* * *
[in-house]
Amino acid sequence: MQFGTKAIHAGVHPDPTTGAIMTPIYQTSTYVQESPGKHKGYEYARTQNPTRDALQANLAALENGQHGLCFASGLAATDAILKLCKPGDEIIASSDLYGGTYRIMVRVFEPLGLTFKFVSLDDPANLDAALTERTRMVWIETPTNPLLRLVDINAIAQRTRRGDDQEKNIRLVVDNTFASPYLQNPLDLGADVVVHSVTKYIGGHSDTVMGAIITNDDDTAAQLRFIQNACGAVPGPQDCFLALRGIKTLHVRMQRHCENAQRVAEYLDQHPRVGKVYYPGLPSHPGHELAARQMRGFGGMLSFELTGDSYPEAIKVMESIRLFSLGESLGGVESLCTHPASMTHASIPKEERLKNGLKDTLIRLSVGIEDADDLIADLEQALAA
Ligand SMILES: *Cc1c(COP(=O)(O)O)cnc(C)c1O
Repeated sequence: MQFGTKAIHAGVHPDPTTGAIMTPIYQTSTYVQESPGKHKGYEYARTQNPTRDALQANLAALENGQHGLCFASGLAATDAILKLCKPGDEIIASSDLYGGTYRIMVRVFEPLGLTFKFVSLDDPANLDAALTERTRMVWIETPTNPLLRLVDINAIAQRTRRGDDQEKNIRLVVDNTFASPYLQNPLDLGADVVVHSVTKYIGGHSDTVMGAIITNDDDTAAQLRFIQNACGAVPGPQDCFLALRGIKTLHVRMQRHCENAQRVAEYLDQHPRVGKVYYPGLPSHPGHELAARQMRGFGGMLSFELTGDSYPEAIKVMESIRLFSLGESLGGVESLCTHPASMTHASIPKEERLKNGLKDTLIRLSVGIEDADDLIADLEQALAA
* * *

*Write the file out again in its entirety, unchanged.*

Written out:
[in-house]
Amino acid sequence: MQFGTKAIHAGVHPDPTTGAIMTPIYQTSTYVQESPGKHKGYEYARTQNPTRDALQANLAALENGQHGLCFASGLAATDAILKLCKPGDEIIASSDLYGGTYRIMVRVFEPLGLTFKFVSLDDPANLDAALTERTRMVWIETPTNPLLRLVDINAIAQRTRRGDDQEKNIRLVVDNTFASPYLQNPLDLGADVVVHSVTKYIGGHSDTVMGAIITNDDDTAAQLRFIQNACGAVPGPQDCFLALRGIKTLHVRMQRHCENAQRVAEYLDQHPRVGKVYYPGLPSHPGHELAARQMRGFGGMLSFELTGDSYPEAIKVMESIRLFSLGESLGGVESLCTHPASMTHASIPKEERLKNGLKDTLIRLSVGIEDADDLIADLEQALAA
Ligand SMILES: *Cc1c(COP(=O)(O)O)cnc(C)c1O
Repeated sequence: MQFGTKAIHAGVHPDPTTGAIMTPIYQTSTYVQESPGKHKGYEYARTQNPTRDALQANLAALENGQHGLCFASGLAATDAILKLCKPGDEIIASSDLYGGTYRIMVRVFEPLGLTFKFVSLDDPANLDAALTERTRMVWIETPTNPLLRLVDINAIAQRTRRGDDQEKNIRLVVDNTFASPYLQNPLDLGADVVVHSVTKYIGGHSDTVMGAIITNDDDTAAQLRFIQNACGAVPGPQDCFLALRGIKTLHVRMQRHCENAQRVAEYLDQHPRVGKVYYPGLPSHPGHELAARQMRGFGGMLSFELTGDSYPEAIKVMESIRLFSLGESLGGVESLCTHPASMTHASIPKEERLKNGLKDTLIRLSVGIEDADDLIADLEQALAA